Power Supply Filter Circuits
A ﬁlter network for a high-voltage power supply typically consists of a series inductance and one or more shunt capacitances . Bleeder resistors are also usually incorporated. Filter systems can be divided into two basic types:
• Inductive input, ﬁlter circuits that present a series inductance to the rectiﬁer output.
• Capacitive input, ﬁlter circuits that present a shunt capacitance to the rectiﬁer output.
Inductive Input Filter
An inductive input ﬁlter is shown in Figure 7.11, along with typical current waveforms . When the input inductance is inﬁnite, current through the inductance is constant and is carried at any moment by the rectiﬁer anode that has the most positive voltage applied to it at that instant. As the alternating volt- age being rectiﬁed passes through zero, the current suddenly transfers from one anode to another, pro- ducing square current waves through the individual rectiﬁer devices.
When the input inductance is ﬁnite (but not too small), the situation changes to that shown by the solid lines of Figure 7.11. The current through the input inductance tends to increase when the output voltage of the rectiﬁer exceeds the average or dc current value, and to decrease when the rectiﬁer output voltage is less than the dc value. This causes the current through the individual anodes to be modiﬁed as shown. If the input inductance is too small, the current decreases to zero during a portion of the time between the peaks of the rectiﬁer output voltage, and the conditions then correspond to a capacitor input ﬁlter system.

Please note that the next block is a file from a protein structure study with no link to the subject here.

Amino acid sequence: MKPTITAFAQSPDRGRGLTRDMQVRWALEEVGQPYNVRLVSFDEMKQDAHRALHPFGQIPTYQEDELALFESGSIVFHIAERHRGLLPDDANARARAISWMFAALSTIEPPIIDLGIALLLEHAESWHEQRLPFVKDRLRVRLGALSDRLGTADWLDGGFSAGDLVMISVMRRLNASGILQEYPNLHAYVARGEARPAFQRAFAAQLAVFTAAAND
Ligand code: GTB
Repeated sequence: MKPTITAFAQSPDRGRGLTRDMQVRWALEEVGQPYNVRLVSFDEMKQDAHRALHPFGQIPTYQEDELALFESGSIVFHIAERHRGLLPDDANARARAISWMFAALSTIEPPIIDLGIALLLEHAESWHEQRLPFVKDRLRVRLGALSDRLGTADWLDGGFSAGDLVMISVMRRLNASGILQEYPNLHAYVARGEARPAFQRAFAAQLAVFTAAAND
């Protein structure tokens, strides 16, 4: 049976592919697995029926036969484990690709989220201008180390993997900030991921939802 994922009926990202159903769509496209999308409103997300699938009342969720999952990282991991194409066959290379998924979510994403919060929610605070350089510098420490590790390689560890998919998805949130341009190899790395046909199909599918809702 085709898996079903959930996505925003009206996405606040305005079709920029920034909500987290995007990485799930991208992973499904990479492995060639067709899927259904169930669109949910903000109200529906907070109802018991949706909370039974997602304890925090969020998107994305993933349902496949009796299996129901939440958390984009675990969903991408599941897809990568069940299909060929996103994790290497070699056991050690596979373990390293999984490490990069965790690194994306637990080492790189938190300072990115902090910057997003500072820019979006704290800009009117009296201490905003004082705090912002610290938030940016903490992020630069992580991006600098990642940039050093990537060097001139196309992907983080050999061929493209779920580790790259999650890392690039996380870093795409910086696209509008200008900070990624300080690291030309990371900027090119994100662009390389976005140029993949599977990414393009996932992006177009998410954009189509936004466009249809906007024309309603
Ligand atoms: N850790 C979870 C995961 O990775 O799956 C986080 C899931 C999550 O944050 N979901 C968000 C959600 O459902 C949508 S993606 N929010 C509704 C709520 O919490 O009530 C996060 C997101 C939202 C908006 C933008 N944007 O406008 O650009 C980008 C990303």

The output wave of the rectiﬁer can be considered as consisting of a dc component upon which are superimposed ac voltages (ripple voltages). To a ﬁrst approximation, the ﬂuctuation in output current resulting from a ﬁnite input inductance can be considered as the current resulting from the lowest fre- quency component of the ripple voltage acting against the impedance of the input inductance. This assumption is permissible because the higher frequency components in the ripple voltage are smaller and at the same time encounter higher impedance. Furthermore, in practical ﬁlters, the shunting capacitor
following the input inductance has a small impedance at the ripple frequency compared with the reactance of the input inductance. The peak current resulting from a ﬁnite input inductance is, therefore, given approximately by the relation:
If = Peak current with ﬁnite input inductance
Ii = Peak current with inﬁnite input inductance
E1/E0 = Ratio of lowest frequency ripple component to the dc voltage in the rectiﬁer output
Reff = Effective load resistance
ω L1 = Reactance of the incremental value of the input inductance at the lowest ripple frequency
This equation is derived as follows:
• The peak alternating current through the input inductance is approximately E1/ω L1.
• The average or dc current is E0/Reff.
• The peak current with ﬁnite inductance is, therefore, (E1/ω L1) + (E0/Reff ).
• The current with inﬁnite inductance is E0/Reff.
• The effective load resistance value consists of the actual load resistance plus ﬁlter resistance plus
equivalent diode and transformer resistances.